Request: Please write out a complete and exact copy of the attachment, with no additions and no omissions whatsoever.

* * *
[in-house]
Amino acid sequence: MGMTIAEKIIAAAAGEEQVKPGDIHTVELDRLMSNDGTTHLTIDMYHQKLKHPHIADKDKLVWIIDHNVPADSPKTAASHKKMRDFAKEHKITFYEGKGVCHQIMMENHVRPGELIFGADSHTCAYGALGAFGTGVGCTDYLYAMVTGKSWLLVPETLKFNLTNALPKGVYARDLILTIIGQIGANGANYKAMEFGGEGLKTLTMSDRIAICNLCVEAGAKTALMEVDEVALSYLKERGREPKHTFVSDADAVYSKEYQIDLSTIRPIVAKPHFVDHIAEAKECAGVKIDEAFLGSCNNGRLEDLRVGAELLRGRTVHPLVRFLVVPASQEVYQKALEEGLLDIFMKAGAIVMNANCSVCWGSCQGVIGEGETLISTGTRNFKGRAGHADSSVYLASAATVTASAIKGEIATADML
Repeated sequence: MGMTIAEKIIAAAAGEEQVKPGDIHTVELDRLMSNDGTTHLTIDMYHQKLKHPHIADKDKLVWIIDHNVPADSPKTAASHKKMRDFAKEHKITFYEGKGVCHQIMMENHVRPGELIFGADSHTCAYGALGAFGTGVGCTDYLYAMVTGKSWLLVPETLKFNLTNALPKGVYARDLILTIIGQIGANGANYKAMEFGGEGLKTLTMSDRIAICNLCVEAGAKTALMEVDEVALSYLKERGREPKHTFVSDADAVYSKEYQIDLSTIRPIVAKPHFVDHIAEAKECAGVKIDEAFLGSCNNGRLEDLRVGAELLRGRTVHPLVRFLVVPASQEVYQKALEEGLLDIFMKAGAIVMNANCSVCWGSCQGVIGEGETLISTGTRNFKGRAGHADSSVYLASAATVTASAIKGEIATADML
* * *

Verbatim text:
[in-house]
Amino acid sequence: MGMTIAEKIIAAAAGEEQVKPGDIHTVELDRLMSNDGTTHLTIDMYHQKLKHPHIADKDKLVWIIDHNVPADSPKTAASHKKMRDFAKEHKITFYEGKGVCHQIMMENHVRPGELIFGADSHTCAYGALGAFGTGVGCTDYLYAMVTGKSWLLVPETLKFNLTNALPKGVYARDLILTIIGQIGANGANYKAMEFGGEGLKTLTMSDRIAICNLCVEAGAKTALMEVDEVALSYLKERGREPKHTFVSDADAVYSKEYQIDLSTIRPIVAKPHFVDHIAEAKECAGVKIDEAFLGSCNNGRLEDLRVGAELLRGRTVHPLVRFLVVPASQEVYQKALEEGLLDIFMKAGAIVMNANCSVCWGSCQGVIGEGETLISTGTRNFKGRAGHADSSVYLASAATVTASAIKGEIATADML
Repeated sequence: MGMTIAEKIIAAAAGEEQVKPGDIHTVELDRLMSNDGTTHLTIDMYHQKLKHPHIADKDKLVWIIDHNVPADSPKTAASHKKMRDFAKEHKITFYEGKGVCHQIMMENHVRPGELIFGADSHTCAYGALGAFGTGVGCTDYLYAMVTGKSWLLVPETLKFNLTNALPKGVYARDLILTIIGQIGANGANYKAMEFGGEGLKTLTMSDRIAICNLCVEAGAKTALMEVDEVALSYLKERGREPKHTFVSDADAVYSKEYQIDLSTIRPIVAKPHFVDHIAEAKECAGVKIDEAFLGSCNNGRLEDLRVGAELLRGRTVHPLVRFLVVPASQEVYQKALEEGLLDIFMKAGAIVMNANCSVCWGSCQGVIGEGETLISTGTRNFKGRAGHADSSVYLASAATVTASAIKGEIATADML